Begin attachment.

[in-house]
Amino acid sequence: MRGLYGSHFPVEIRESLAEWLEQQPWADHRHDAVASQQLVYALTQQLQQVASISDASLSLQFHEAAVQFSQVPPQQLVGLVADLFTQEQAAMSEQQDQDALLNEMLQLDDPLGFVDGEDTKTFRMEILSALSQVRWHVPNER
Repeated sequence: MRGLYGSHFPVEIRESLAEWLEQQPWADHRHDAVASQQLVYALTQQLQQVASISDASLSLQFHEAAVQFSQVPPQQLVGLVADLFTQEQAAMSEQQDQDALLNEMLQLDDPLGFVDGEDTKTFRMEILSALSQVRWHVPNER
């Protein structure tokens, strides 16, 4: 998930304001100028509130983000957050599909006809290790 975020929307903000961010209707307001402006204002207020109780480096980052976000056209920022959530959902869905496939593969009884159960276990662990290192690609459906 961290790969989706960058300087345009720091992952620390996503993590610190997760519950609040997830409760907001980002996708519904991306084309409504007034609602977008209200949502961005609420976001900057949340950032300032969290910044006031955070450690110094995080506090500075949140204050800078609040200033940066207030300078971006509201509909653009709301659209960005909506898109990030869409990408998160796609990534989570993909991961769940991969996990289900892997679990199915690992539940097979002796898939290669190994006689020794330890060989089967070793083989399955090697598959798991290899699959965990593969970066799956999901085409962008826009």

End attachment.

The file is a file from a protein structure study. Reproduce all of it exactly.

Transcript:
[in-house]
Amino acid sequence: MRGLYGSHFPVEIRESLAEWLEQQPWADHRHDAVASQQLVYALTQQLQQVASISDASLSLQFHEAAVQFSQVPPQQLVGLVADLFTQEQAAMSEQQDQDALLNEMLQLDDPLGFVDGEDTKTFRMEILSALSQVRWHVPNER
Repeated sequence: MRGLYGSHFPVEIRESLAEWLEQQPWADHRHDAVASQQLVYALTQQLQQVASISDASLSLQFHEAAVQFSQVPPQQLVGLVADLFTQEQAAMSEQQDQDALLNEMLQLDDPLGFVDGEDTKTFRMEILSALSQVRWHVPNER
């Protein structure tokens, strides 16, 4: 998930304001100028509130983000957050599909006809290790 975020929307903000961010209707307001402006204002207020109780480096980052976000056209920022959530959902869905496939593969009884159960276990662990290192690609459906 961290790969989706960058300087345009720091992952620390996503993590610190997760519950609040997830409760907001980002996708519904991306084309409504007034609602977008209200949502961005609420976001900057949340950032300032969290910044006031955070450690110094995080506090500075949140204050800078609040200033940066207030300078971006509201509909653009709301659209960005909506898109990030869409990408998160796609990534989570993909991961769940991969996990289900892997679990199915690992539940097979002796898939290669190994006689020794330890060989089967070793083989399955090697598959798991290899699959965990593969970066799956999901085409962008826009």